16 Apr Charcot Foot (Diabetic Foot)
Charcot Foot is a condition that causes weakening of the bones in the foot, which can occur in people with significant nerve damage (neuropathy). The bones become weak enough to break, and as you continue walking, the foot eventually changes shape. As the disorder progresses, the joints collapse and the foot takes on an abnormal shape.
Charcot foot is a serious condition that can cause severe deformity, disability, and even amputation. Because of its seriousness, it is important for patients with diabetes, a disease often associated with neuropathy, to take preventive measures and seek immediate care if signs or symptoms occur.
Causes of Charcot Foot
Charcot foot develops as a result of neuropathy, which reduces sensation and the ability to sense temperature, pain, or trauma. Due to the decreased sensation, the patient may continue walking – making the injury even worse. People who have neuropathy (especially those who have had it for a long time) are at risk of developing Charcot foot. Additionally, it has been shown that neuropathic patients with a tight Achilles tendon tend to develop Charcot foot.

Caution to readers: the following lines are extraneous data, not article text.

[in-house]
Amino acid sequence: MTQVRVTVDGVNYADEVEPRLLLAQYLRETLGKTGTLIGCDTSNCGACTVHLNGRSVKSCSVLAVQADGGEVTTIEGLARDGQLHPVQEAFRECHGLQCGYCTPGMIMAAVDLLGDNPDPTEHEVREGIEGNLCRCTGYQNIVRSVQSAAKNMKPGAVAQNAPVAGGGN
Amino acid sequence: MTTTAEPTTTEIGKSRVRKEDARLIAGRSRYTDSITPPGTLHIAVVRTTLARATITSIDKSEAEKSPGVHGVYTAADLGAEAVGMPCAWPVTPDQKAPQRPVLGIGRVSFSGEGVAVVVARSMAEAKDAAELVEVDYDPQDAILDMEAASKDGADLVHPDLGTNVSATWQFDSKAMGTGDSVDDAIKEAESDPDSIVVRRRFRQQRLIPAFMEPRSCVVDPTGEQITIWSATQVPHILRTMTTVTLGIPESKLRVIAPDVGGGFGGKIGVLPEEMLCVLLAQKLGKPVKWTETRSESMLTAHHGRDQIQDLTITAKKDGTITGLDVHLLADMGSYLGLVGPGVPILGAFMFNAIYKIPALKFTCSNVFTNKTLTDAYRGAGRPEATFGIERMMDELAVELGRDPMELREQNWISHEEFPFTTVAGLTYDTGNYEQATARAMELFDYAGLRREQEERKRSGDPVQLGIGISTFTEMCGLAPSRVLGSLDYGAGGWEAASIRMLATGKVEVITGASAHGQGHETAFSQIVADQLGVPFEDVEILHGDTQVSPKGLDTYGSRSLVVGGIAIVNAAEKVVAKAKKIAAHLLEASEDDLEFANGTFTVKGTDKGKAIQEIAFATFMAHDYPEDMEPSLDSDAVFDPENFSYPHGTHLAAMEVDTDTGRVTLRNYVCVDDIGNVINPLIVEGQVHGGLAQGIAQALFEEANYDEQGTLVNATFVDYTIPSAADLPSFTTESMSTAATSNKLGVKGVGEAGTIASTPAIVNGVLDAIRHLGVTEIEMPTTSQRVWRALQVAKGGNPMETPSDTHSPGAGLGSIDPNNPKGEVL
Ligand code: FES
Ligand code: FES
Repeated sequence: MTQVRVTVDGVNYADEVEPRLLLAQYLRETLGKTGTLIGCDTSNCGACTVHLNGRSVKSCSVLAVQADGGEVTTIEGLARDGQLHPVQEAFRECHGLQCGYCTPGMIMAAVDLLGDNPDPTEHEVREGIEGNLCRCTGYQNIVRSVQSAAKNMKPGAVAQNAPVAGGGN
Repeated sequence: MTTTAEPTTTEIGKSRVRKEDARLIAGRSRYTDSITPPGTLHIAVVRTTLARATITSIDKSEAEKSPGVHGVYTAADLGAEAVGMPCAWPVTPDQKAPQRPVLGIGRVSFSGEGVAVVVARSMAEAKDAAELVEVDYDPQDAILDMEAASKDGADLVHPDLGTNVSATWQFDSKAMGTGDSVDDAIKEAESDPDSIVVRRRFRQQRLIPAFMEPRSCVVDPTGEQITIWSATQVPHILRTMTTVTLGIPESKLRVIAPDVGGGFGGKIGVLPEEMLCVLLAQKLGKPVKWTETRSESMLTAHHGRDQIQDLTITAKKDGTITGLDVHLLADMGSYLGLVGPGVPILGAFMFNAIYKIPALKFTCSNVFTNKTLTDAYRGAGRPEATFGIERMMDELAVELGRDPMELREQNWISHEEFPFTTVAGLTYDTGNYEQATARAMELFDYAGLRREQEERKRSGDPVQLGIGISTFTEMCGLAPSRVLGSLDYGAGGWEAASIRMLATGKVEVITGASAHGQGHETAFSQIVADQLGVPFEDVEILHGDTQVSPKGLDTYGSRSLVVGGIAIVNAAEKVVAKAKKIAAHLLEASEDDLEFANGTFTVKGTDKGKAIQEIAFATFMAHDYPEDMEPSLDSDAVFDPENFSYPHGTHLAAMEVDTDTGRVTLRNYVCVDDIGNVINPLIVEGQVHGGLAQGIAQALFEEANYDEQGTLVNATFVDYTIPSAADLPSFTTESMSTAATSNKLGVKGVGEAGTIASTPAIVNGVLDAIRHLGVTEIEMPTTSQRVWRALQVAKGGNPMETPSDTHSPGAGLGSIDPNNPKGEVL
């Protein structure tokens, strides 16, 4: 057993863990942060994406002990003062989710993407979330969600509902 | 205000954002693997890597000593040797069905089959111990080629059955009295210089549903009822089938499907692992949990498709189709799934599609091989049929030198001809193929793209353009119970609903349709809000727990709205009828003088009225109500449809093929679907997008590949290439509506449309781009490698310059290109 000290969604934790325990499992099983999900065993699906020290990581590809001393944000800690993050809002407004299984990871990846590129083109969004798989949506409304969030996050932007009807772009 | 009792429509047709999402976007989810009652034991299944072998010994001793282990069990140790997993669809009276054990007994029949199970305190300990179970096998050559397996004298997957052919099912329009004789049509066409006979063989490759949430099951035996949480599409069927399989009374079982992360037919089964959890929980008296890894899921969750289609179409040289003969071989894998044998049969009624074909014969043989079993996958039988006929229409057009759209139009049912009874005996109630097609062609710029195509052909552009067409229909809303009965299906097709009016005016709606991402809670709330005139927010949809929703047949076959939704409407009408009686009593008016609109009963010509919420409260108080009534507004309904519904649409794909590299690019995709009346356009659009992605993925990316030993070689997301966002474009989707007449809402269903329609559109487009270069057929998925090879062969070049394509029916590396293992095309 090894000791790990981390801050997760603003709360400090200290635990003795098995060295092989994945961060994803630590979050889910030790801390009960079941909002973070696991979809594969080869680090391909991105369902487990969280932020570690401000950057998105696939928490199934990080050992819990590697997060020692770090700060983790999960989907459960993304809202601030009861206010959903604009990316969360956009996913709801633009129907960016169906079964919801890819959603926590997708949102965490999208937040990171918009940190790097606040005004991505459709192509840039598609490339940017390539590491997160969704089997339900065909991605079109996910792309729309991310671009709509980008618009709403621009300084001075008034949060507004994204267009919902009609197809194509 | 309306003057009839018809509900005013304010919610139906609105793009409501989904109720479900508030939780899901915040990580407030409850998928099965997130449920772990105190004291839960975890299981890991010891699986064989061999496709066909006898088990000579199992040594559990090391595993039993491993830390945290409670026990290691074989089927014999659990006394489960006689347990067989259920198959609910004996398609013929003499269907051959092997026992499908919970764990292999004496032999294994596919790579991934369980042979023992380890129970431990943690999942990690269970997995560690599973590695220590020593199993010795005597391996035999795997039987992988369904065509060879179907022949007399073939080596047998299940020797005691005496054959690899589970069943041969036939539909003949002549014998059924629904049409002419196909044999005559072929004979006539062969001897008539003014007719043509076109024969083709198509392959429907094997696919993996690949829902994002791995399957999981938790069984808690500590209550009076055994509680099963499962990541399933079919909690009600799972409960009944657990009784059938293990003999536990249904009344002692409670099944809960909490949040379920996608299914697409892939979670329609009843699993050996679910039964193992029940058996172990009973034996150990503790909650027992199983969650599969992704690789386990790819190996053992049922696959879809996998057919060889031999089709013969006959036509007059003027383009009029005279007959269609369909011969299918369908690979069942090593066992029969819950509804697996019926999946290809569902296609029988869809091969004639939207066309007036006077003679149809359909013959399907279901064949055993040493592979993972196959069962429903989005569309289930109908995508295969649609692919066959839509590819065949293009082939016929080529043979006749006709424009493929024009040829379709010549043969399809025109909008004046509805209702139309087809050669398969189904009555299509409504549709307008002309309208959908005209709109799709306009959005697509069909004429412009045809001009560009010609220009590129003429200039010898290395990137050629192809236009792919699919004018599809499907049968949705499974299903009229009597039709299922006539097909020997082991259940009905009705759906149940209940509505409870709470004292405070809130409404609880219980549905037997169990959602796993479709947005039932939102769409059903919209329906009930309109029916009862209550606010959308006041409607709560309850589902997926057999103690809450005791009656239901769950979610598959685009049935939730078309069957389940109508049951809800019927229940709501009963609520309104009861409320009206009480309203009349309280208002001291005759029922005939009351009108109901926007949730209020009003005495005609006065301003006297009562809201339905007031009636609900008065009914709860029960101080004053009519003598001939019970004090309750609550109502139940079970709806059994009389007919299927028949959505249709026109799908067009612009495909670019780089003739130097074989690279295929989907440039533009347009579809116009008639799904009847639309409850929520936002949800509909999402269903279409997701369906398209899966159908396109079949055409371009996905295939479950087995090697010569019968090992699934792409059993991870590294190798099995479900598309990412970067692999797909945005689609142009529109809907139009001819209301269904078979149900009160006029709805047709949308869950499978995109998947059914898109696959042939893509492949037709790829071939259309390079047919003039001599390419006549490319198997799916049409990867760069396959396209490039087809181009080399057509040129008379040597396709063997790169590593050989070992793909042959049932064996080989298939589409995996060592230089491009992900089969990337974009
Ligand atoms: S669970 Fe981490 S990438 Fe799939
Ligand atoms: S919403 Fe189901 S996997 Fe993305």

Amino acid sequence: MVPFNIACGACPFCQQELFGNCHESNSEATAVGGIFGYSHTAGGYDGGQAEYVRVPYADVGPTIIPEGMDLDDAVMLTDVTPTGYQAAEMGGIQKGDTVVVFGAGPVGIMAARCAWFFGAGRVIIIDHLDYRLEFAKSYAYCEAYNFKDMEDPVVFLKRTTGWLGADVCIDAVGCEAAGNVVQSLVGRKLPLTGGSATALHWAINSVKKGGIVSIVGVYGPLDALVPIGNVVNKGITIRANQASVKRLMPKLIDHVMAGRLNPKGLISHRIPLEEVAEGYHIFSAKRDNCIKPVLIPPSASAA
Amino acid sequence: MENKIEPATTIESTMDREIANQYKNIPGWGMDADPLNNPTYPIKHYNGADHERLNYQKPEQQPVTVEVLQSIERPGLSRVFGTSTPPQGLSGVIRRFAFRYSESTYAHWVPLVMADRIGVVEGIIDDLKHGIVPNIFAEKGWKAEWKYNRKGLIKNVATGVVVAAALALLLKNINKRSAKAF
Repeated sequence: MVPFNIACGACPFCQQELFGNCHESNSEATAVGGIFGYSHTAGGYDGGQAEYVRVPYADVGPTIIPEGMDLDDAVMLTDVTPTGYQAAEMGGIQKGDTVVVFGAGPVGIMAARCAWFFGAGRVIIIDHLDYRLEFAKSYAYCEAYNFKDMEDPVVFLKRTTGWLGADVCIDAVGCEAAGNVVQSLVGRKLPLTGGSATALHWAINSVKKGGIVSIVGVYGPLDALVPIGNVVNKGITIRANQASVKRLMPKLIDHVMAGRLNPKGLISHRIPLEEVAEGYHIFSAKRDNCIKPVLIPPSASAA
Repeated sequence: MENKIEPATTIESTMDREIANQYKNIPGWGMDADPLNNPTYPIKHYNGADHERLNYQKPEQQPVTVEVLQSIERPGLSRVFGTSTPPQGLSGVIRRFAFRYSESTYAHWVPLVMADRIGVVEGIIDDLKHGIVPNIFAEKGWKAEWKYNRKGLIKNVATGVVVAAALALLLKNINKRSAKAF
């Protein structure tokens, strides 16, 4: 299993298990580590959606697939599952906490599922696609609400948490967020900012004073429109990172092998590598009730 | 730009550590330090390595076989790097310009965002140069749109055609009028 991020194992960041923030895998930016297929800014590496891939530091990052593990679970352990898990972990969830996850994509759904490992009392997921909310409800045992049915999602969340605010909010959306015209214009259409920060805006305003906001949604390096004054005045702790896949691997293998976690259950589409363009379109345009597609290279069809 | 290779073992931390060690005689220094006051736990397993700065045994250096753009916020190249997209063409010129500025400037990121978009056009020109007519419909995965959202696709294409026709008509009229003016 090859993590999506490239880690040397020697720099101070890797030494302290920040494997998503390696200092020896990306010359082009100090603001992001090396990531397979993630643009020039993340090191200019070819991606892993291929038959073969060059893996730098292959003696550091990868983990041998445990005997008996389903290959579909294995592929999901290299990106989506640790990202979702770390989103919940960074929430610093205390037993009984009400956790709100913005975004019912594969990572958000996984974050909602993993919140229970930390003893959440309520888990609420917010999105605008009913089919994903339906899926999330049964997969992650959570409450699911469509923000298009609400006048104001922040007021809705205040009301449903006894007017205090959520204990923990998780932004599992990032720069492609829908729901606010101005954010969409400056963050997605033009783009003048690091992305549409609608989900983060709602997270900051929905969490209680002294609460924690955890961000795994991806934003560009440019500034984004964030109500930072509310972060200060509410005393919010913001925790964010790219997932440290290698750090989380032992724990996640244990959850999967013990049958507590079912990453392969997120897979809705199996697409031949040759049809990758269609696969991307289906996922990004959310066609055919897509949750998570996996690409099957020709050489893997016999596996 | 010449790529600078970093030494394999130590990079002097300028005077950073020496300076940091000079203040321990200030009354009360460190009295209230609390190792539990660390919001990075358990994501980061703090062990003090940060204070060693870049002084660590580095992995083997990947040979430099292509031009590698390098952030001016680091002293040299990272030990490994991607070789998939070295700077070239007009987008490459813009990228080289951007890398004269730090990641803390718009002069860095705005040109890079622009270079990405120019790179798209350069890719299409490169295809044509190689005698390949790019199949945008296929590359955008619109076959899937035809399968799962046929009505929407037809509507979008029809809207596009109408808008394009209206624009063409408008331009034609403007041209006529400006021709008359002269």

Symptoms of Charcot Foot
Symptoms of Charcot foot, diabetic foot disease, may include;
- Touch temperature (the affected foot is warmer than the other)
- foot rash
- swelling in the area
- Pain or soreness
Charcot Foot Treatment
It is extremely important to follow the treatment plan for Charcot foot. Failure to do so may result in loss of toe, foot, leg, or life. Non-surgical treatment for Charcot foot consists of the following;
Immobilization; Because the foot and ankle are very fragile in the early stage of Charcot, they need to be protected so that the weakened bones can repair themselves. Complete weightless bearing is necessary to prevent further collapse of the foot. The patient cannot walk on the affected foot until the surgeon determines it is safe to do so. During this time, the patient may wear a cast, removable boot or brace and may need to use crutches or a wheelchair. It can take several months for bones to heal, but in some patients it can take quite a long time.
Special shoes; Once the bones have healed, shoes with special inserts may be required to enable the patient to return to daily activities and also to prevent recurrence of Charcot foot, ulcer development, and possibly amputation. In cases with significant deformity, bracing is also necessary.
Event change; A change in activity level may be necessary to prevent repetitive trauma to both feet. A patient who has Charcot on one foot is more likely to develop it on the other foot, so precautions should be taken to protect both feet.
When is Surgery Necessary?
In some cases, Charcot deformity may become so severe that surgery is necessary. The appropriate time and appropriate procedure for surgery will be determined depending on the case.